Arts and Entertainment
by josh kun
IN 1995, Israeli artist Roee Rosen asked people to imagine what it would be like to be Eva Braun. In a series of 60 acrylic black-and-white childlike drawings on rag paper, which he called Live and Die as Eva Braun: Hitler's Mistress, in the Berlin Bunker and Beyond – An Illustrated Proposal for A Virtual-Reality Scenario, Not to Be Realized, Rosen invited viewers to become Braun right before Hitler kills her and then himself in a suicide pact, right after they have sex for the last time. Viewers could pick up a crayon and finish the drawings themselves, lending their own hand to the unfolding of Braun's story. When the piece went up at the Israel Museum in Jerusalem, it was criticized by the Israeli media for turning the Holocaust into pornography and attacked by Israel's minister of education on the grounds that it portrayed Nazis "in a positive light." But in fact, the real reason for the controversy surrounding Live and Die – the only truly seditious thing about it – was that Rosen, the son of Holocaust survivors, was asking people to do the unheard of in post-Holocaust thought: identify with the perpetrators, not the victims. Representing the stories and experiences of Holocaust victims has been the dominant feature of art about the Holocaust, the viewer's identification with victims the dominant mode of artistic reception. The Holocaust's greatest site of memorial institutionalization, the Holocaust Memorial Museum in Washington, D.C., is a monument to suffering and memory structured around the assumption that the only way to think about the Holocaust is to identify with one of its victims. In a scenario that's as much of a virtual reality as Rosen's, visitors are given a temporary "victim identity card" that asks them to assume the identity of someone who actually died as they make their way through. Simulated environments like narrowing hallways and human cattle-car replicas are supposed to add to the role-playing. Even when I first visited the museum after it opened in 1993, I was uncomfortable with the way it made Jewishness synonymous with victimization, the way the Jew-as-victim was formally presented as not only the most logical way to understand the Holocaust (to know the Holocaust is to know what the victims know, to feel what they felt) but also the most logical way to be Jewish after the Holocaust. I spent countless Sundays at the race track with my great-uncle who survived Auschwitz by translating for the Nazis and trading his furniture skills for his and his new wife's life. He lost his whole town and his whole family, but I never saw him as a victim, and he never asked me to. As writer Daniel Ganzfried puts it in A Life in Pieces: The Making and Unmaking of Benjamin Wilkomirski, Blake Eskin's new book about the Holocaust's greatest victim-impostor, "The Holocaust victim today is like Jesus. He has on his shoulders every evil deed that was ever committed. We give him some money for it, some public reputation, some respect. So he goes on with his story, I am freed from my guilt, and we all end up in heaven. And this is basically a very cruel and unhuman thing to do. No man, no human being, is only a victim." The story of Wilkomirski, the author of what many say is a fraudulent Holocaust survivor testimony, Fragments, is the story of victim impersonation, of how a Swiss Christian invents himself as a child survivor of the Holocaust. The opposite move, perpetrator impersonation, is the subject of "Mirroring Evil: Nazi Imagery/Recent Art," an exhibit at New York's Jewish Museum. Like Henry Bean's film The Believer (which is finally getting its due on Showtime this month), the work in "Mirroring" – which includes Rosen's Live and Die – refuses the easy split between victim and perpetrator and asks us all to confront what novelist David Grossman once called LNIY, the "Little Nazi in You." The exhibit's curator, Norman Kleeblatt, puts it this way: "[The works] surround viewers with the unmentionable, bring them close to synecdoches for evil, then leave them to ponder the inexorable complexity of ethics." Piotr Uklanski's The Nazis is a portrait gallery of Nazi impersonation in Hollywood (Christopher Plummer, Robert Duvall, Yul Brenner), and in It's the Real Thing – Self-Portrait at Buchenwald, Alan Shechner puts an image of himself – well fed, head full of hair, holding a can of Diet Coke that gleams red and white – into a black-and-white photograph of Buchenwald prisoners on their day of liberation. He is "there," but he is flagrantly not there, not one of them, a not-victim who consumes products canned by a company that once supported the Nazis. No piece in "Mirroring" succeeds quite as well as Zbigniew Libera's LEGO Concentration Camp Set. In it LEGO parts are packaged in seven boxes depicting different LEGO-constructed concentration camp scenarios – barracks, gallows, barbed wire, crematoria, medical experiments. But there is no actual assembled LEGO camp. It must be built with parts that could just as easily be used to build something else. Terror and mass death can come from something as innocent as the LEGOs I collected as a kid, as ordinary as pieces of colored plastic, from hands as clean as our own.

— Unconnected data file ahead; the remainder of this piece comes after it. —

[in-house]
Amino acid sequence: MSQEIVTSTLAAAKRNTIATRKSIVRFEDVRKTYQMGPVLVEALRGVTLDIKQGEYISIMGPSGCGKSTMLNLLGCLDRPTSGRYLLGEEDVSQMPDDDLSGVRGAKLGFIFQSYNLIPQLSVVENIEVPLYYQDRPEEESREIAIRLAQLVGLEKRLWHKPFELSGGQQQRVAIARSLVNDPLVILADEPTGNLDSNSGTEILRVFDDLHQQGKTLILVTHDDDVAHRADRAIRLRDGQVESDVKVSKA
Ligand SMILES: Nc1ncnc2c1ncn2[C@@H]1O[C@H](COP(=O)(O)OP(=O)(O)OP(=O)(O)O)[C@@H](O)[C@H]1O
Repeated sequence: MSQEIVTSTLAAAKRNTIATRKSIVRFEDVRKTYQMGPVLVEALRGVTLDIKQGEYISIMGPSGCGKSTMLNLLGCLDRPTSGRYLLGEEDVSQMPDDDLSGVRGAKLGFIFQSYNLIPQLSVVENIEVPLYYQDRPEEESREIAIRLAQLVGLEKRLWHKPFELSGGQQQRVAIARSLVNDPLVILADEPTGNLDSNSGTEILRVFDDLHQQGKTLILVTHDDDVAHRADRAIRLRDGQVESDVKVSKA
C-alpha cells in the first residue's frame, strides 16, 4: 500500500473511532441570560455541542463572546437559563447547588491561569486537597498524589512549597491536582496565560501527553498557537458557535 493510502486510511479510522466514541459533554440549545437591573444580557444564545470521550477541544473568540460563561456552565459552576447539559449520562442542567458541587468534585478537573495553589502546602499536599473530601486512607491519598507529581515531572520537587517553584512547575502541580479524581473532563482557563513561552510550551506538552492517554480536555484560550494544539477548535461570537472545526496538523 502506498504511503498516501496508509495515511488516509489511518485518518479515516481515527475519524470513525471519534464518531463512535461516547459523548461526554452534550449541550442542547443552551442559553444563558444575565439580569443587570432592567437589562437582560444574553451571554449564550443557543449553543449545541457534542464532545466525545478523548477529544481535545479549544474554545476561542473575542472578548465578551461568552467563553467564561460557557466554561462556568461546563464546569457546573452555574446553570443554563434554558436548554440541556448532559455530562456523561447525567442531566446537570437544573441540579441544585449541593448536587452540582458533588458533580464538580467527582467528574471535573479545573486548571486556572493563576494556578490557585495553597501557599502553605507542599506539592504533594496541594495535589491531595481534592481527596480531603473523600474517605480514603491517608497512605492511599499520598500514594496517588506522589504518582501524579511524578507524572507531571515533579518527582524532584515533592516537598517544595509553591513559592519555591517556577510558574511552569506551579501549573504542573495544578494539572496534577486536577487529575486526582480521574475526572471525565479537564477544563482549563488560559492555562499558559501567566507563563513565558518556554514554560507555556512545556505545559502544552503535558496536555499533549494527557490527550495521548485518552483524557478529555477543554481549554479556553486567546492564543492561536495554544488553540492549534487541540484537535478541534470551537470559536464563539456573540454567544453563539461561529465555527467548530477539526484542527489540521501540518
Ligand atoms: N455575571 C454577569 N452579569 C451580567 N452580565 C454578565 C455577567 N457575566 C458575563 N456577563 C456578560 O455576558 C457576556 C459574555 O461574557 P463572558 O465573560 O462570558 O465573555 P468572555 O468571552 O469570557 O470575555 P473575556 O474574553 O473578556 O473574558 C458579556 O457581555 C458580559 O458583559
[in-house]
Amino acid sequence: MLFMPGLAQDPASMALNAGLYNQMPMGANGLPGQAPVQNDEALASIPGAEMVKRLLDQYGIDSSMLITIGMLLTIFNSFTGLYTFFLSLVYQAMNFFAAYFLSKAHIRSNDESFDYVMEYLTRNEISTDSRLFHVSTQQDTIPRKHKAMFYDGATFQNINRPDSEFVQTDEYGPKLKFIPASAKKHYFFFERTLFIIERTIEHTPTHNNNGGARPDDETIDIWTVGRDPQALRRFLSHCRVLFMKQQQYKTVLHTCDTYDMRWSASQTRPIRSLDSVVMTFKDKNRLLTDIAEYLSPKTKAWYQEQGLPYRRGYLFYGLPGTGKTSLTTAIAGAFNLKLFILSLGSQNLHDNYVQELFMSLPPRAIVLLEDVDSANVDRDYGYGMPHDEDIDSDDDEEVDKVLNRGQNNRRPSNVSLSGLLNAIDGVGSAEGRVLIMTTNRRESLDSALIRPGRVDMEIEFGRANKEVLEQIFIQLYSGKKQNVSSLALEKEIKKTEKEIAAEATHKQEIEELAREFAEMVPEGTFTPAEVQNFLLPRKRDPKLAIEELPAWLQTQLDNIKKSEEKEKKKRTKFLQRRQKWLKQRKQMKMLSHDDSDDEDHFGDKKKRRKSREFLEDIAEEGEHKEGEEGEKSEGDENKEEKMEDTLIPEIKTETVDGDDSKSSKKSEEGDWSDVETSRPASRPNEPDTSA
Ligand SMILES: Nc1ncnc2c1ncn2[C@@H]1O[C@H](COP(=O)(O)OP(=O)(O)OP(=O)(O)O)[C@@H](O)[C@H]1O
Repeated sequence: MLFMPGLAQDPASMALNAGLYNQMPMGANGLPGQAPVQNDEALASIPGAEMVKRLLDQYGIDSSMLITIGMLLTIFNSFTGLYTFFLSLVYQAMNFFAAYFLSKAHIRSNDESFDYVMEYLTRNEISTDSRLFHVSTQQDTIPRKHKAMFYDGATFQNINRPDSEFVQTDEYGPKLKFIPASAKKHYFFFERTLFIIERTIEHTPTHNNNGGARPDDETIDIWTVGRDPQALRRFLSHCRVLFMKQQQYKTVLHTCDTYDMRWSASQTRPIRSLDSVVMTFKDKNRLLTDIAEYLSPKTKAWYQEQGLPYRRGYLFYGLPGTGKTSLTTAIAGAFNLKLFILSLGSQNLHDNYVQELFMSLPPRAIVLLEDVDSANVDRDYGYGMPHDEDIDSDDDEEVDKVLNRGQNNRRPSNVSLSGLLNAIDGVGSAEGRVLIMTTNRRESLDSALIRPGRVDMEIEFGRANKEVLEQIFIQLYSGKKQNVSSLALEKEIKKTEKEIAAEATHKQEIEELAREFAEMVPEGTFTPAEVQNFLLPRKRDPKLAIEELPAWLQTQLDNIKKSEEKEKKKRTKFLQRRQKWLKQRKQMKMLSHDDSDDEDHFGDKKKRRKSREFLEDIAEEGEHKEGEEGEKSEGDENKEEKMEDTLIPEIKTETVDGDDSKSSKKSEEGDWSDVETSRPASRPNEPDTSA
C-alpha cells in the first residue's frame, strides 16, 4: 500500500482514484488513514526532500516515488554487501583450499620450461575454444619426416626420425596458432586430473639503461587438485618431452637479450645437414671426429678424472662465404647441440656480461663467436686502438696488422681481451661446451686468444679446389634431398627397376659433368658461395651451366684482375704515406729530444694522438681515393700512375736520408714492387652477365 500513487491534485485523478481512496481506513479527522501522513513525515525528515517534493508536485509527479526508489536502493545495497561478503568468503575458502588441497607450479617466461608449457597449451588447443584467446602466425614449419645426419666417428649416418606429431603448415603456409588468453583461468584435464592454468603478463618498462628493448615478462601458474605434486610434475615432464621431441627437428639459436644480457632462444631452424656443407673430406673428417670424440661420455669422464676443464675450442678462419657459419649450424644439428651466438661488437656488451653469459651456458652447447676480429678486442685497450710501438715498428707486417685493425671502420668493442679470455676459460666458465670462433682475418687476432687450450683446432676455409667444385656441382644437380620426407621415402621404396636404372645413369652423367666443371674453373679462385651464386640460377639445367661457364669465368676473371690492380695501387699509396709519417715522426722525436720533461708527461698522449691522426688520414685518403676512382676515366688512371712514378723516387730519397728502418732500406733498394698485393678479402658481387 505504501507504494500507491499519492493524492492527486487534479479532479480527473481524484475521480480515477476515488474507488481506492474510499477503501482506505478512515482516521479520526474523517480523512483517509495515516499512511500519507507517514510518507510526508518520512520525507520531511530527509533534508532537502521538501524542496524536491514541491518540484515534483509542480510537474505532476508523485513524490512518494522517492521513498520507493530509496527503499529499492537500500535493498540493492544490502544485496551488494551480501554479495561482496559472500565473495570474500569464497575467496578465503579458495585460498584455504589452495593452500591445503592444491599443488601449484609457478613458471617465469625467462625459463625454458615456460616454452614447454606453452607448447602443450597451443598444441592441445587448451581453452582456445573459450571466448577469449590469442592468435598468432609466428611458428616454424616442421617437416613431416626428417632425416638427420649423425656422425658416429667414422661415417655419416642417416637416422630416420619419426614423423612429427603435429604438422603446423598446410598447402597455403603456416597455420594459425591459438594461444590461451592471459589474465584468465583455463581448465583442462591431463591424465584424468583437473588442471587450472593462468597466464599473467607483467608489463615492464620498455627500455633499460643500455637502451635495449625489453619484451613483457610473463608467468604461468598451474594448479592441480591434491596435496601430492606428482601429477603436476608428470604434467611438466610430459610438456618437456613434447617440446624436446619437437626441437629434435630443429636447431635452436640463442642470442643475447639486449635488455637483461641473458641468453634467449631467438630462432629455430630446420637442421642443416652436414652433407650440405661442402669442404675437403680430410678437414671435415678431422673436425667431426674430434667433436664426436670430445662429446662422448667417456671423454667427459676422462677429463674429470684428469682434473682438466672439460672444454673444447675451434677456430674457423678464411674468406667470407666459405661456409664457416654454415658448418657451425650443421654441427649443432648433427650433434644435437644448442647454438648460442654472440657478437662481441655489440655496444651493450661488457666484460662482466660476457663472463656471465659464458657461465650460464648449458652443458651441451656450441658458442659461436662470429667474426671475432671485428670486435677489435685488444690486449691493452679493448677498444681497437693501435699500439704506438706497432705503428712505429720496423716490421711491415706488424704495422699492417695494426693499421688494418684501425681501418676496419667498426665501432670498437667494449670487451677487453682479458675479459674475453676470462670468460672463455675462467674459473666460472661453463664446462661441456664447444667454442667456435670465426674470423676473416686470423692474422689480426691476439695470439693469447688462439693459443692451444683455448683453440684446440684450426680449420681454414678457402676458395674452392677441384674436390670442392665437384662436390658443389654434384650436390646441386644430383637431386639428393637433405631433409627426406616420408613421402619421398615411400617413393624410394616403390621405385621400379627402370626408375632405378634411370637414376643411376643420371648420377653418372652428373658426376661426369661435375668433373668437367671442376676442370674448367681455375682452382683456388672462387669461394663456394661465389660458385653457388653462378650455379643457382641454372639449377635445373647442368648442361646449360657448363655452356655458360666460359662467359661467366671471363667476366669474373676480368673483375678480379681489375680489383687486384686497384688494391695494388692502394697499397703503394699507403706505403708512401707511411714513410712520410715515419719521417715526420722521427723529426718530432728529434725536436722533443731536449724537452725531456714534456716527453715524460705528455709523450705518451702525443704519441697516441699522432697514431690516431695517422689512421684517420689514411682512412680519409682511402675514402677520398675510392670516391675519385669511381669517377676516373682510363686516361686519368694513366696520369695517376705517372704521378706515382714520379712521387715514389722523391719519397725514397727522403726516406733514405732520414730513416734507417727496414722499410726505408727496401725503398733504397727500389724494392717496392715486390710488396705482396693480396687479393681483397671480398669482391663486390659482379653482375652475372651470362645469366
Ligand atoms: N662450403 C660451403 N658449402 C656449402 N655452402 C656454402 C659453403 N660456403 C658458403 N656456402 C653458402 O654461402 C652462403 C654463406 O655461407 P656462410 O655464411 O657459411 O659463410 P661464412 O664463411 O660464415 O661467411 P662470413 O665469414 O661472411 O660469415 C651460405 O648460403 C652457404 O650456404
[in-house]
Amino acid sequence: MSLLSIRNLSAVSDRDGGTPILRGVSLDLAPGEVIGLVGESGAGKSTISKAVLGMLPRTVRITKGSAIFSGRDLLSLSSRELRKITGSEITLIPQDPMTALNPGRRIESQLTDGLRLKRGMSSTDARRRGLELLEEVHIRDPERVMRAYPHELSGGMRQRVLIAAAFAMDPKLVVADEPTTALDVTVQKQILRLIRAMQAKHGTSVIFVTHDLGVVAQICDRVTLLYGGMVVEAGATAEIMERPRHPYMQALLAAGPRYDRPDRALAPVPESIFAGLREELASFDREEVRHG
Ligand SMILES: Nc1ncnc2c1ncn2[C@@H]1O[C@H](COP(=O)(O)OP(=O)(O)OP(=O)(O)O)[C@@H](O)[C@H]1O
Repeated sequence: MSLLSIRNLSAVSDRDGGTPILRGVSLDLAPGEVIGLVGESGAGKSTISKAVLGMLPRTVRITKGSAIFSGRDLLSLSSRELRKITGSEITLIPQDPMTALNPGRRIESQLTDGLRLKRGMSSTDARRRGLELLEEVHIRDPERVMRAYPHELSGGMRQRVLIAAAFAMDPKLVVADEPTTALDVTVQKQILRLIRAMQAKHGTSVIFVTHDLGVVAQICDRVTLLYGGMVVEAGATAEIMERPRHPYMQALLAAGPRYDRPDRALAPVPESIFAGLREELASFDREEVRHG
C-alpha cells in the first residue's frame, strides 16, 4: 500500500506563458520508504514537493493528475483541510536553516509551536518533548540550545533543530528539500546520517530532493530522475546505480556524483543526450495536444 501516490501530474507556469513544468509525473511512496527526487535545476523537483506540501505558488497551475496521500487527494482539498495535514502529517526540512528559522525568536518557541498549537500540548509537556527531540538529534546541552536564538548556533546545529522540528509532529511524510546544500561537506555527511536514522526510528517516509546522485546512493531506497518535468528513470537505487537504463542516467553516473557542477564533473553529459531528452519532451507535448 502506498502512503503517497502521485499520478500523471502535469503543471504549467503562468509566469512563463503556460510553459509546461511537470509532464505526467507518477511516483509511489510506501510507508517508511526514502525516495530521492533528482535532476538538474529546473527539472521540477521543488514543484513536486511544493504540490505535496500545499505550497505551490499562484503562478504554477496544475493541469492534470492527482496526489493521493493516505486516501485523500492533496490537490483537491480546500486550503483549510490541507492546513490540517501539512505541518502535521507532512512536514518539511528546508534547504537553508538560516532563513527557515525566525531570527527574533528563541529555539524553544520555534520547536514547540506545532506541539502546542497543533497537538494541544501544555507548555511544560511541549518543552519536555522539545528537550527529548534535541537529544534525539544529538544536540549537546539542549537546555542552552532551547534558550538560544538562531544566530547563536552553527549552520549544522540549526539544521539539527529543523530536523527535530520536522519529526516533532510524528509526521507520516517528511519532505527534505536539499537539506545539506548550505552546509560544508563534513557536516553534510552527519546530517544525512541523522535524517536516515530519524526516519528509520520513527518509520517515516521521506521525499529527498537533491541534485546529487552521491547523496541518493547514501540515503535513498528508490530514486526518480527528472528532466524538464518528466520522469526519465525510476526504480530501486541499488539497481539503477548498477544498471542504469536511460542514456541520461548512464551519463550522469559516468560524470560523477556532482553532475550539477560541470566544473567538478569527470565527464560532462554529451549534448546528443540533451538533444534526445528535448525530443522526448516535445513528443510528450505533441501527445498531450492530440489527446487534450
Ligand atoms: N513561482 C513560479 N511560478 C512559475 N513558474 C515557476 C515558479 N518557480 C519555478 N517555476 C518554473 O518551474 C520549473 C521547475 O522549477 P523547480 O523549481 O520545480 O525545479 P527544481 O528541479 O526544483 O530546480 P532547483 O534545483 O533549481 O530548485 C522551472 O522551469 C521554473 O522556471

E-mail Josh Kun at firstname.lastname@example.org.